Spying is not only going on at the Olympics (NOTE: Subscribers can still listen to this show), it’s RAMPANT.

France is using the internet to check out the competition. Someone from the US cycling team secretly rode the competition course in London for this summer’s Olympic Games with a three-dimensional mapping device so the Americans could build and train on a replica of it.

The US sailing team has bought property near the Olympic competition site in Weymouth, UK in order to study the weather and current conditions before the games.

In the July 23rd edition of the New York Times, Greg Bishop quotes French official Fabien Canu, who is known as the "French James Bond," as saying, "We realized that international competition was becoming more and more pronounced." So he used the internet to look for techniques and technologies used by the competition, such as cryotherapy, a recovery techniques in which athletes are subjected to low temperatures, used by Australian rowers. According to Canu, "Sports espionage is the reality these days."

In 2007, the British Olympic Association claimed that two of its databases had been hacked, the same year that Chinese police officers raided the weather monitoring equipment used by the British sailing team.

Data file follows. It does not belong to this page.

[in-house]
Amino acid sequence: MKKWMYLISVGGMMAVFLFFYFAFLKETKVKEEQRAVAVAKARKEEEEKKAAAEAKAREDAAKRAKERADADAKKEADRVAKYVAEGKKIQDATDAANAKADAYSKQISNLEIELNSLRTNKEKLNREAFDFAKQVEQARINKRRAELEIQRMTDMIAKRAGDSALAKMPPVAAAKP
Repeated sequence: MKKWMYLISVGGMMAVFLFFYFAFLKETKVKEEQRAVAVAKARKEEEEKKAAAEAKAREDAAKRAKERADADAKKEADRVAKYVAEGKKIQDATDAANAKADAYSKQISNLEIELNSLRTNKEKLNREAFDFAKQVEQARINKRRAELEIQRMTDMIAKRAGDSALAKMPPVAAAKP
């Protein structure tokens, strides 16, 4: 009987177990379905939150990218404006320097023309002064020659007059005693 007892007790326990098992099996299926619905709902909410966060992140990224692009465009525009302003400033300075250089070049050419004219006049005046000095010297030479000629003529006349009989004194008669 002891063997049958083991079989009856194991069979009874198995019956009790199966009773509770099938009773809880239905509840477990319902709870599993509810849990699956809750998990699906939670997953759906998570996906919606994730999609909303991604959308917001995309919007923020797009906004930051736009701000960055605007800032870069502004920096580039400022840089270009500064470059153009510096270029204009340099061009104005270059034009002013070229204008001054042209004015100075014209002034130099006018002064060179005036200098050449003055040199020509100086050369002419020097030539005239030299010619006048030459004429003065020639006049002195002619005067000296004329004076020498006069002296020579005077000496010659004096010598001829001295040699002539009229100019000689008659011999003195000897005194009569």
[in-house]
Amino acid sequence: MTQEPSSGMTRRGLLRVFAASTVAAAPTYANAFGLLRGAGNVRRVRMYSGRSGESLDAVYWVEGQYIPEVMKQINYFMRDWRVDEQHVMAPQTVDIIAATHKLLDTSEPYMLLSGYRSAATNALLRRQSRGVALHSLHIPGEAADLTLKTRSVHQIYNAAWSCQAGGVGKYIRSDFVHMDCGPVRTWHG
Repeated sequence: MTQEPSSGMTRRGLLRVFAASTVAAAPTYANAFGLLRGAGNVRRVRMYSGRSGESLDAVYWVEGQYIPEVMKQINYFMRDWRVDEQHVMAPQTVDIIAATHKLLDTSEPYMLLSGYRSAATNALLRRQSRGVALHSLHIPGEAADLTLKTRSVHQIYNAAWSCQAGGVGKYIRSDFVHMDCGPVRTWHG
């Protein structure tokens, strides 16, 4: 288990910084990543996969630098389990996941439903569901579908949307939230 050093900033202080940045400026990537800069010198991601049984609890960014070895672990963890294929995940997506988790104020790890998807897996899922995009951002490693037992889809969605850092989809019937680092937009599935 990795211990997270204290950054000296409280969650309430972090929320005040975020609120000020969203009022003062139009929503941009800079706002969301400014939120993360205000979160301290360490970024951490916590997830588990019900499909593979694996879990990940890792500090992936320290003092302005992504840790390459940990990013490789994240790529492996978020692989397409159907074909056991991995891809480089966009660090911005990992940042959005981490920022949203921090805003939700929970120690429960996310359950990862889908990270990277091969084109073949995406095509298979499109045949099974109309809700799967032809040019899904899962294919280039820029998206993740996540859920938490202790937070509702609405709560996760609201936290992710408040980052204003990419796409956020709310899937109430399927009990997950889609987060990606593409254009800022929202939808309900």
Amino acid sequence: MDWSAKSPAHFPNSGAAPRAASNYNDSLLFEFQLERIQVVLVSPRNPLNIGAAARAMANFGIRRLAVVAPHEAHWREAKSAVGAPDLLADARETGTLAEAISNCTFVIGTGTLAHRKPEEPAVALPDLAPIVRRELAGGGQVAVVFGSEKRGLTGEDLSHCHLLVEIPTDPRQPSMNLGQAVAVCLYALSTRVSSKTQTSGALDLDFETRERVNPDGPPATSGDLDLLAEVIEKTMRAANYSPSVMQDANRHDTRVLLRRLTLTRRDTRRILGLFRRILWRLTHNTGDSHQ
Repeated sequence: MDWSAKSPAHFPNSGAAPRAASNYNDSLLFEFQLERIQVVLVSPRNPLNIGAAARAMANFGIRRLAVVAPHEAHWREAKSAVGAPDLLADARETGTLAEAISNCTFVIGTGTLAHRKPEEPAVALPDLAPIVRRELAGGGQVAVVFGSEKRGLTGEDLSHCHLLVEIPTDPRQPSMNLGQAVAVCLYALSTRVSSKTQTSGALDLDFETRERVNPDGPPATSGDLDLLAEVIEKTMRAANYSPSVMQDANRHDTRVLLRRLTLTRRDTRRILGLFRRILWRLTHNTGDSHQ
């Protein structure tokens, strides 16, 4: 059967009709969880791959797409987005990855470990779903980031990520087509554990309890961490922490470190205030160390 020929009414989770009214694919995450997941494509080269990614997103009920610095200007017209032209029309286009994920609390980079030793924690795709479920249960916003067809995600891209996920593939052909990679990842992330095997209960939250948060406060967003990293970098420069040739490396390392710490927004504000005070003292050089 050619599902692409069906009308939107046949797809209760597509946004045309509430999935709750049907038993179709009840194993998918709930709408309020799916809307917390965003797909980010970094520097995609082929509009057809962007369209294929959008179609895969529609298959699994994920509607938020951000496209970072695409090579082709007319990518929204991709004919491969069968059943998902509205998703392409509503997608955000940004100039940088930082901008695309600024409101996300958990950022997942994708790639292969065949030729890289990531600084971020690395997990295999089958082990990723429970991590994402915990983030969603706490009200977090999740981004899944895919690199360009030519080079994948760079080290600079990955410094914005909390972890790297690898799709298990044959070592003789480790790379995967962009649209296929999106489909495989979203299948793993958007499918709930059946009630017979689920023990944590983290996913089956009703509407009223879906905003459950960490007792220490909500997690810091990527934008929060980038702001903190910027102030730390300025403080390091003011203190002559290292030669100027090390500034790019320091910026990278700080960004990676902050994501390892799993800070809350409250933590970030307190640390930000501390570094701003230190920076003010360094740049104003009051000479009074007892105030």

As a young assistant, US official Peter Cipolone "surreptitiously visited marinas at night," where he examined opponents’ boats to find any competitive edge, logging measurements in notebooks no one ever saw.

Bishop quotes him as saying, "You might see a Brit, an Aussie and a Kiwi (New Zealander) doing the same thing. If you run into them, it’s OK because we all speak English. We’re all sort of on the same side. Like, ‘just having a quick look.’

"There’s no law against it. It’s (just) considered bad from to get busted."

The French Préparation Olympique et Paralympique (POP) spent over $120,000 for a custom-built internet search engine to track sports news on the internet from other countries. France employed two full-time "watchers" to search for and organize the data by country and by sport.

In 2010, Canada created Top Secret, which raised over $2 million from private businesses for Olympic technology. Canadian sports doctor Jon Kolb claims that Top Secret produced many Canadian medals.

Bishop quotes him as saying, "London is way in my rearview mirror. We’ve already got projects for Rio in the works. I can’t tell you what they are, of course."

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